beyond the green: collective of middlebury voices

a student-run publication that seeks to provide space for voices that are not being heard on our campus. we are grounded by politics that are radical, anti-racist, anti-sexist, anti-classist, anti-homophobic, anti-ableist, and anti-transphobic (against all forms of oppression) and that reject the structural neo-liberal paradigm that characterizes middlebury college and its official publications

Hurting (Pt. 1)

By Kizzy Joseph

Content warning: sexual assault

Sometimes I wish I had inherited my mother’s ferocity and harnessed her power to roar, to roar so loud that glass would shatter and cut him with a bloody gash so deep that he could feel how much he hurt me.

I wish I was fierce like you, mama.

Fierce like the time in elementary school when you beat up the boys who picked on your little sister. Fierce like the time you couldn’t hold it in much longer and peed on the white man’s lawn until he chased after you but couldn’t get a hold because you were so damn fast. Fierce like the time you cursed out that man who catcalled me with a sleazy smirk on his face as we were walking back from the grocery store.

I wish I was fierce like you, mama.


I tried to give my best roar mama, I swear. I thought my thunderous roar would tremble the concrete sidewalks so violently that everyone in Atlanta would’ve thought it was Judgement Day. I thought I roared so loudly that I had defied the odds of seismometers. But instead, my roars were submerged in a sea of liquor, drowned in fear, guilt, and mind manipulation. I was told that sound travels faster in water than air, but that night I was proven wrong.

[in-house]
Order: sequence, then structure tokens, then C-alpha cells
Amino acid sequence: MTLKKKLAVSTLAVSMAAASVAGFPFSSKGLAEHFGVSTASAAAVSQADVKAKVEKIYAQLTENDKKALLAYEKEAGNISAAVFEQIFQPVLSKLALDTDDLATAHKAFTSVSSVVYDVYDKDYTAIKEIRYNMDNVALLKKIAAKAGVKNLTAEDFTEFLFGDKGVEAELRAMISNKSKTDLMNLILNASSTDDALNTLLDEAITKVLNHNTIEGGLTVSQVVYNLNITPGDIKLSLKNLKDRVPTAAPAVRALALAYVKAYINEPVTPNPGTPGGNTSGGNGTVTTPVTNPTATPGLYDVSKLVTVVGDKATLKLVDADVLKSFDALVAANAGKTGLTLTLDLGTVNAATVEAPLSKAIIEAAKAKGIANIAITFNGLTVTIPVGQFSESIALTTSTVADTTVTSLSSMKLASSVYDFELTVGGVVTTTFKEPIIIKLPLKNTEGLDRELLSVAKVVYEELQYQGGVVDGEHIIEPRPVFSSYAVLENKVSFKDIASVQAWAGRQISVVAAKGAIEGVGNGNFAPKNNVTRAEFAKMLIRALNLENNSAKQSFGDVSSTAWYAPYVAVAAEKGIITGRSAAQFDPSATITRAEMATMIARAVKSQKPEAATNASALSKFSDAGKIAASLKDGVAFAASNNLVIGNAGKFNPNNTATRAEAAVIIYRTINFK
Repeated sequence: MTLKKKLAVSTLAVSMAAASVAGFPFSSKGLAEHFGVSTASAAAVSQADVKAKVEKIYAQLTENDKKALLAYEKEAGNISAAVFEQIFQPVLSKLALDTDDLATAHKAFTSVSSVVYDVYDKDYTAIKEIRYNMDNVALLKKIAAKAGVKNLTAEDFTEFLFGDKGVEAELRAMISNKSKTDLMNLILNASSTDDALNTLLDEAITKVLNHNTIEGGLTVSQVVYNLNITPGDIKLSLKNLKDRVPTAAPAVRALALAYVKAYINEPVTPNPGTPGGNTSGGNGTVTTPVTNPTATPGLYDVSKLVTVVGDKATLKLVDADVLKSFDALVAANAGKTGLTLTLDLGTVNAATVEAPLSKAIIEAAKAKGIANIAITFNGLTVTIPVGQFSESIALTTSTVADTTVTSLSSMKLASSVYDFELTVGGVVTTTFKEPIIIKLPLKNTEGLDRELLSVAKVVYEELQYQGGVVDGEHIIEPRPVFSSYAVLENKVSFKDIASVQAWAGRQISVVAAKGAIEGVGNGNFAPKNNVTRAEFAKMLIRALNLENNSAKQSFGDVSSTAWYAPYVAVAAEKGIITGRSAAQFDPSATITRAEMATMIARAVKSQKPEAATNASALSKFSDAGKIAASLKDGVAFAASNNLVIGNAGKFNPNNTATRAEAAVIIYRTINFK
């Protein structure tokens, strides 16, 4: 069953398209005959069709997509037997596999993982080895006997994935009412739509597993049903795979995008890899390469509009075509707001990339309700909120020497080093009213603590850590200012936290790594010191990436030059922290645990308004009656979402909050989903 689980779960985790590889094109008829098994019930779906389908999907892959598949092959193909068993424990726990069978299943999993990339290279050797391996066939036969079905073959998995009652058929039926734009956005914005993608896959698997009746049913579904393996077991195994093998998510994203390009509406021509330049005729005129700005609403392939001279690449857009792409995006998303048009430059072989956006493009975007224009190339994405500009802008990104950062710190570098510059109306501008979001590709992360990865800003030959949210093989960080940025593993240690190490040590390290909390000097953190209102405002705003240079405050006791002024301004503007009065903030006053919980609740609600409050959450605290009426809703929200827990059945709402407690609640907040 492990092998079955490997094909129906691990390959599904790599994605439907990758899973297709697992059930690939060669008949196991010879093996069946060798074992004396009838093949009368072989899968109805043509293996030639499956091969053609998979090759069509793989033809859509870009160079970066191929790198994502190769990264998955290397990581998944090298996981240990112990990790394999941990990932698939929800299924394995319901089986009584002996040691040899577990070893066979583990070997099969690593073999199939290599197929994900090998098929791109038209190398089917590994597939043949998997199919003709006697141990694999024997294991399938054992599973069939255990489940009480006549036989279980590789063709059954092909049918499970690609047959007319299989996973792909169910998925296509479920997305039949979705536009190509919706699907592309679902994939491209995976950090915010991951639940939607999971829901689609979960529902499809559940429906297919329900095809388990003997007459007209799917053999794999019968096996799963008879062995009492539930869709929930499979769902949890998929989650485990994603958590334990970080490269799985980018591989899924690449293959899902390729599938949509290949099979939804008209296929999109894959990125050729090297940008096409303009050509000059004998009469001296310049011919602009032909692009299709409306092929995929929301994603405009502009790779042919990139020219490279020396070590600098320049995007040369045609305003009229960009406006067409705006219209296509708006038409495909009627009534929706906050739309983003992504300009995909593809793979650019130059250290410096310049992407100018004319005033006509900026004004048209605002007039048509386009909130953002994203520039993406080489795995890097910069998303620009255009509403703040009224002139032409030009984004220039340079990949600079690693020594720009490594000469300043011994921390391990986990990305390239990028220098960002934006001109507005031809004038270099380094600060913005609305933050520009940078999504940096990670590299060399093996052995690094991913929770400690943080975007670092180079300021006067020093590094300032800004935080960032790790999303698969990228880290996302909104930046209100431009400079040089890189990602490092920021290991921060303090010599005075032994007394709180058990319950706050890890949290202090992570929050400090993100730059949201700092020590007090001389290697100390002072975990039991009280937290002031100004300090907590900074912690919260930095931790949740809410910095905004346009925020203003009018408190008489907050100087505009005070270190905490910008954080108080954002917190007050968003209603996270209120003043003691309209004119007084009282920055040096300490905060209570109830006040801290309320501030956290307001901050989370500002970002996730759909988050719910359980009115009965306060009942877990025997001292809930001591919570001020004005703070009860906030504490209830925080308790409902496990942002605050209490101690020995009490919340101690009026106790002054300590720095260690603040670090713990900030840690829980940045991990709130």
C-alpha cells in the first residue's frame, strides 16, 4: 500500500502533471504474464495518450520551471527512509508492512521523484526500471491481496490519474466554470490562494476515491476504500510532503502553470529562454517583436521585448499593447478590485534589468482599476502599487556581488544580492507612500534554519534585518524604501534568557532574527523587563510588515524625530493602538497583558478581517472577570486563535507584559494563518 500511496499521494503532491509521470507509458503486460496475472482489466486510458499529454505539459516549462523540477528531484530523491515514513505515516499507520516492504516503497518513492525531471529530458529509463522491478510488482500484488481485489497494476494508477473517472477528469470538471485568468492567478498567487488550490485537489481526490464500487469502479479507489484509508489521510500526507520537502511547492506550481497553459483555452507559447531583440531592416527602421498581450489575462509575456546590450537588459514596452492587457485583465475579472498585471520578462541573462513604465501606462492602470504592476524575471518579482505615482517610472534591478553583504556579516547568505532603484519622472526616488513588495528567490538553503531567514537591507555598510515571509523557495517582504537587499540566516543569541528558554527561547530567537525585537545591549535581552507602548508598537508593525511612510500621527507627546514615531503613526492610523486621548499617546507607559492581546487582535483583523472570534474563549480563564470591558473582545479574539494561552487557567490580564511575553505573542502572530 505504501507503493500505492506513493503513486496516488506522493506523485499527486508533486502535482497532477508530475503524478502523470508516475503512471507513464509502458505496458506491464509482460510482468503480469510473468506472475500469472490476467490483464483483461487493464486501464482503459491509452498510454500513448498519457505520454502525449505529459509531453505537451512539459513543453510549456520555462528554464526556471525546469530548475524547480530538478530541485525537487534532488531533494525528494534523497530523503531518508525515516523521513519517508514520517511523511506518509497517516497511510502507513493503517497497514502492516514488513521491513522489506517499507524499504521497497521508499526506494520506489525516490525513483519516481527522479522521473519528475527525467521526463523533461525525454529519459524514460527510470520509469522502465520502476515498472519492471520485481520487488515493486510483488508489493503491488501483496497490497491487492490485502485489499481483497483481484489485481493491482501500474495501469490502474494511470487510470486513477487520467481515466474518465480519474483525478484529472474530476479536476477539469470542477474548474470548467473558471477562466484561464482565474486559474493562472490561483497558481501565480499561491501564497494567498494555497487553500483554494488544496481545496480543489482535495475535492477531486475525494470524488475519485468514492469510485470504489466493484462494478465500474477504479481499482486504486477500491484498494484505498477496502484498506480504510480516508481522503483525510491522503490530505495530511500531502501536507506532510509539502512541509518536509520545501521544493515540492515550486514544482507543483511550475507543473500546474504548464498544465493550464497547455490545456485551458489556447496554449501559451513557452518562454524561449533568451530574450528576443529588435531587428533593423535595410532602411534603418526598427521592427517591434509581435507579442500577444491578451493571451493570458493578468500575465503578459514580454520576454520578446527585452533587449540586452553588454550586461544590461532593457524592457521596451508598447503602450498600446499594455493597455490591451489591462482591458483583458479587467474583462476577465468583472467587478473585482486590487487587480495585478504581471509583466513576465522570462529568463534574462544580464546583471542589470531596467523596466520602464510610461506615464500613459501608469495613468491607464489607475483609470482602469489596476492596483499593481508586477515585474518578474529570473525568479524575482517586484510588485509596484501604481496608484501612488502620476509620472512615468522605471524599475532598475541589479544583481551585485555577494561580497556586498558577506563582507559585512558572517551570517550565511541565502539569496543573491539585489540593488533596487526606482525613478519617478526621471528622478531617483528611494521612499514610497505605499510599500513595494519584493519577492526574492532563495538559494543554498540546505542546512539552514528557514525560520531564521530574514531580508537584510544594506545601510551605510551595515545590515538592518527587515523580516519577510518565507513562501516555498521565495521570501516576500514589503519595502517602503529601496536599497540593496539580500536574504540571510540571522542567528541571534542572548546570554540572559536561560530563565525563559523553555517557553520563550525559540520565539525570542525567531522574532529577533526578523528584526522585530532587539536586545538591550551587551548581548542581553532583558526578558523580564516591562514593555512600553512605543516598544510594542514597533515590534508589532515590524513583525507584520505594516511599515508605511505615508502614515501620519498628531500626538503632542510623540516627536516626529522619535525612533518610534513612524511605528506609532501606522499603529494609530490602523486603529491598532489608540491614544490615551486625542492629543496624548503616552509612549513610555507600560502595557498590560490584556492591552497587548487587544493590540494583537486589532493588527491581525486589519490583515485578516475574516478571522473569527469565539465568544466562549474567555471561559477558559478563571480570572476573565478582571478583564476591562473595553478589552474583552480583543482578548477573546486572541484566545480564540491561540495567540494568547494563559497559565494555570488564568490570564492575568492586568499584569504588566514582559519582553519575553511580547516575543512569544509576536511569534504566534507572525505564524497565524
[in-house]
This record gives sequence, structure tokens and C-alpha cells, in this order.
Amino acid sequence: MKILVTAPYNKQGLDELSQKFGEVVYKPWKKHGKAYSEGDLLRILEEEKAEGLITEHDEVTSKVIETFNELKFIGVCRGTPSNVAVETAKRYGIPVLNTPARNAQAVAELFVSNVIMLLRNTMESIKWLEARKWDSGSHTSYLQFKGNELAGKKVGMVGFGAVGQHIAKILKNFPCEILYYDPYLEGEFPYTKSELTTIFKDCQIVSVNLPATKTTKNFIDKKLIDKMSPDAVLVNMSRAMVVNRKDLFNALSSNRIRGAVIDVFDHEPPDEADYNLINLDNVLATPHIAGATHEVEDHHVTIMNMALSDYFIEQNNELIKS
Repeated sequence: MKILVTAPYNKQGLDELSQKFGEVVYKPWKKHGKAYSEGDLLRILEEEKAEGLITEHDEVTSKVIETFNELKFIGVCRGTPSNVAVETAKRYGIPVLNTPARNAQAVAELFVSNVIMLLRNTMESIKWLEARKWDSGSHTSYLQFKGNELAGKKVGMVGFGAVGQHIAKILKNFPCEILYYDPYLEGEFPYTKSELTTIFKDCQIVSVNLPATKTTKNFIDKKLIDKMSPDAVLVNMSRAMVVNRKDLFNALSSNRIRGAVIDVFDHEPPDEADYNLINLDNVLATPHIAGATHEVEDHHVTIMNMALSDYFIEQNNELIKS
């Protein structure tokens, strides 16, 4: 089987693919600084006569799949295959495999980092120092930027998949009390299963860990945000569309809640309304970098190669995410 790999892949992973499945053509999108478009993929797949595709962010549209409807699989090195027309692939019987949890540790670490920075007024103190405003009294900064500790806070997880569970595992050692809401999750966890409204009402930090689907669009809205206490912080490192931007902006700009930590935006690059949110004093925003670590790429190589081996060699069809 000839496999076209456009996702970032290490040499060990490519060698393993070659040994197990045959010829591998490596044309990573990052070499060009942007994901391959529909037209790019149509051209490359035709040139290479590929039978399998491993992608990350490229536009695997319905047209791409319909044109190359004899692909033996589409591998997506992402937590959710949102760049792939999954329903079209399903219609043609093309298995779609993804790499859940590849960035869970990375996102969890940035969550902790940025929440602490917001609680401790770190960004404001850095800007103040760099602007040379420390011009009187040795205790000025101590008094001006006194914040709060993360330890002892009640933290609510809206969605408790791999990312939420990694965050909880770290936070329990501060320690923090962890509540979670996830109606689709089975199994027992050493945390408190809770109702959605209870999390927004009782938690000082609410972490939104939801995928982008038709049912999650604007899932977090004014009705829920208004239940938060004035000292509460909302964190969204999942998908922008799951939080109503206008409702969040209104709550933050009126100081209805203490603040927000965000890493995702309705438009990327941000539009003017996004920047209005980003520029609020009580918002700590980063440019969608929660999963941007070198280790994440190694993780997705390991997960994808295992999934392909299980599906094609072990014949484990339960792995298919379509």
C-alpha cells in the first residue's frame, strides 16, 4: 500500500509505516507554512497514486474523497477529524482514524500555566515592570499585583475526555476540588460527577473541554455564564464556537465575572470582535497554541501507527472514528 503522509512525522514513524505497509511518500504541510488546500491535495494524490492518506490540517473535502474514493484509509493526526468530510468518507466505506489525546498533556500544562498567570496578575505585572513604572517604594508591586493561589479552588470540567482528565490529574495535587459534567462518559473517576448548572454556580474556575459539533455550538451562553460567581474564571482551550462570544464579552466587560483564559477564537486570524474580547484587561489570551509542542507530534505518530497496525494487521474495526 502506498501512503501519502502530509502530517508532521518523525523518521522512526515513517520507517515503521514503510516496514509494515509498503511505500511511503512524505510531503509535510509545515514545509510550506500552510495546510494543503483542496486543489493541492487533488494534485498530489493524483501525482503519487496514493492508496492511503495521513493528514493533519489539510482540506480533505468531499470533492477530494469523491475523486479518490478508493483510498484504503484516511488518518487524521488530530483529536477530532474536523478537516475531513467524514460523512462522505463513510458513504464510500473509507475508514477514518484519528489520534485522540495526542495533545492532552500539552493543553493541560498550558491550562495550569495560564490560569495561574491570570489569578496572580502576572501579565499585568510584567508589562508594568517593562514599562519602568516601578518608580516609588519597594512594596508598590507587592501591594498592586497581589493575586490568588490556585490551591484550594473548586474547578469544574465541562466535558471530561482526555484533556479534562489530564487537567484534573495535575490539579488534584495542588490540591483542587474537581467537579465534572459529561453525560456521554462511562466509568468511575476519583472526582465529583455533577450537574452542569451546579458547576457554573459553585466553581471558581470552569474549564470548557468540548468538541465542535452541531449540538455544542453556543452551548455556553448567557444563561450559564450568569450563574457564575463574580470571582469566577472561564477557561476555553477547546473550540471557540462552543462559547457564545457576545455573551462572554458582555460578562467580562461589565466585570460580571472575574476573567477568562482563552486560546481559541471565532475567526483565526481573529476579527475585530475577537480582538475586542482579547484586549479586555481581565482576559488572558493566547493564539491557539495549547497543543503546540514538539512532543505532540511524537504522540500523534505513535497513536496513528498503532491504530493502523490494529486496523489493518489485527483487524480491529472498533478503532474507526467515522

Have you ever trusted too much?

I should’ve known when he had crossed his heart but didn’t hope to die.


I wish I could roar like you, mama. You would’ve saved me the moment his eyes laid on me and given a roar so ferocious that every Richter scale would’ve broken and burst in flames, abruptly dissolving his skin like bubbling acid on a scorching summer’s day.

“And death and hell is cast into the lake of fire. This is the second death.” (Rev 20:14 KJV)

What a glorious day it would have been.

I wish I was fierce like you, mama.


I confessed to daddy who hurt me and how he hurt me. He cried. It was the second time I’ve ever seen him cry (a mother lost, and now a daughter hurting) and at that very rare moment, the fearsome wall of hypermasculinity collapsed. I wish his tears cleansed and purified the earth of all its toxic masculinities for my siblings, children and generations to come.


I wish I was fierce like you, mama.



This entry was posted on February 14, 2017 by in Uncategorized.

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